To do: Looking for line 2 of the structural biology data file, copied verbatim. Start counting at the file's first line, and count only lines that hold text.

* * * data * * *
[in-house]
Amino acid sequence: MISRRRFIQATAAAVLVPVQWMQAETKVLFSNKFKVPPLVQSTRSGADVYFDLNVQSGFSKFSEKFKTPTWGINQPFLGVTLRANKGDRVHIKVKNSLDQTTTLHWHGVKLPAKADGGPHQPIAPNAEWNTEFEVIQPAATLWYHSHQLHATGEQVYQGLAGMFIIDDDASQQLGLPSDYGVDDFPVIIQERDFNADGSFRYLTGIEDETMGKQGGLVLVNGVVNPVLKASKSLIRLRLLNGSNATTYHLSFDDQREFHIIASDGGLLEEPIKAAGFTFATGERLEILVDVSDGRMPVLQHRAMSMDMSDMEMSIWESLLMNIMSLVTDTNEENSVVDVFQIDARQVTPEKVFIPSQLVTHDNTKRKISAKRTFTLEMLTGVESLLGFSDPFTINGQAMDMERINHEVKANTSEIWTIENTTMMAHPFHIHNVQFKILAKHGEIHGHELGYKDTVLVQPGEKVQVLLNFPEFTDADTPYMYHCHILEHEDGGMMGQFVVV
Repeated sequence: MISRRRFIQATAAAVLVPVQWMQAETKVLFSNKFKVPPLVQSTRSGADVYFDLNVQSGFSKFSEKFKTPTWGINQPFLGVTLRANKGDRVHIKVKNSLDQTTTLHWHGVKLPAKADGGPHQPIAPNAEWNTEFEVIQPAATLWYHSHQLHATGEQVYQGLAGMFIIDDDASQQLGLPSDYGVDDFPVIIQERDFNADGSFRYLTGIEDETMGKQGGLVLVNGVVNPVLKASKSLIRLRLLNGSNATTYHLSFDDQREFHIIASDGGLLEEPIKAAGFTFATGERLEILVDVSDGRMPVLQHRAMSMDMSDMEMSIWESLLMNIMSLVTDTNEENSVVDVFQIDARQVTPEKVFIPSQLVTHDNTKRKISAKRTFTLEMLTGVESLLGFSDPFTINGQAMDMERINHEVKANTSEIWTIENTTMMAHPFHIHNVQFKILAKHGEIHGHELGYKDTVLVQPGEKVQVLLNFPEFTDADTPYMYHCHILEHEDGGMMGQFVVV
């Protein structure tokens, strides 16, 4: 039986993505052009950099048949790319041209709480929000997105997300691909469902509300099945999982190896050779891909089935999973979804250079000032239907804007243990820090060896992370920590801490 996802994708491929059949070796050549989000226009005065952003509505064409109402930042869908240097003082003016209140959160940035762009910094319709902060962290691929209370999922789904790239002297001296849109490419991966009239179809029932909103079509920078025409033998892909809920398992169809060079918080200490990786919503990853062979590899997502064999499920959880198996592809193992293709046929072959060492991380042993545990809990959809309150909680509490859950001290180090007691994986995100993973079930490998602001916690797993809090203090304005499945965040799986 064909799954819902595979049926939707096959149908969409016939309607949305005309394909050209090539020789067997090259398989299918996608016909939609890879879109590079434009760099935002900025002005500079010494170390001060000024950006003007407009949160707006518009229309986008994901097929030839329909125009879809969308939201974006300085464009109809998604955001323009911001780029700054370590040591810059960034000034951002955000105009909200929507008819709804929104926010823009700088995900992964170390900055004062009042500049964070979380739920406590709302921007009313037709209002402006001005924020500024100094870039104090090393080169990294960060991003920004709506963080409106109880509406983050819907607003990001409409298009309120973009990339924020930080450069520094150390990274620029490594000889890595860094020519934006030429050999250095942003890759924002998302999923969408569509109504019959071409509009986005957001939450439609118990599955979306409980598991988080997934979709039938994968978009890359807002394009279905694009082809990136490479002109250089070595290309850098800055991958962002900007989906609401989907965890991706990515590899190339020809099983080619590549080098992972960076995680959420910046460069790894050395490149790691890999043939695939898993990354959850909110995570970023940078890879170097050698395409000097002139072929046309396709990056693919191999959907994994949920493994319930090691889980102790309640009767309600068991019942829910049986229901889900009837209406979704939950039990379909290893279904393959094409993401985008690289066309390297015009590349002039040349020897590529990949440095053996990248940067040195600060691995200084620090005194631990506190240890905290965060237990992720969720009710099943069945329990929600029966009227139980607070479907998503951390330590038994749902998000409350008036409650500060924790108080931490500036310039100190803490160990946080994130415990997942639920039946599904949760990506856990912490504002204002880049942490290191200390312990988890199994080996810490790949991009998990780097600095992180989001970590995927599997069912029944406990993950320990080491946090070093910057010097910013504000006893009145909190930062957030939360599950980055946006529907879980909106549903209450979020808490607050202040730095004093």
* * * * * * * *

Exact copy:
Amino acid sequence: MISRRRFIQATAAAVLVPVQWMQAETKVLFSNKFKVPPLVQSTRSGADVYFDLNVQSGFSKFSEKFKTPTWGINQPFLGVTLRANKGDRVHIKVKNSLDQTTTLHWHGVKLPAKADGGPHQPIAPNAEWNTEFEVIQPAATLWYHSHQLHATGEQVYQGLAGMFIIDDDASQQLGLPSDYGVDDFPVIIQERDFNADGSFRYLTGIEDETMGKQGGLVLVNGVVNPVLKASKSLIRLRLLNGSNATTYHLSFDDQREFHIIASDGGLLEEPIKAAGFTFATGERLEILVDVSDGRMPVLQHRAMSMDMSDMEMSIWESLLMNIMSLVTDTNEENSVVDVFQIDARQVTPEKVFIPSQLVTHDNTKRKISAKRTFTLEMLTGVESLLGFSDPFTINGQAMDMERINHEVKANTSEIWTIENTTMMAHPFHIHNVQFKILAKHGEIHGHELGYKDTVLVQPGEKVQVLLNFPEFTDADTPYMYHCHILEHEDGGMMGQFVVV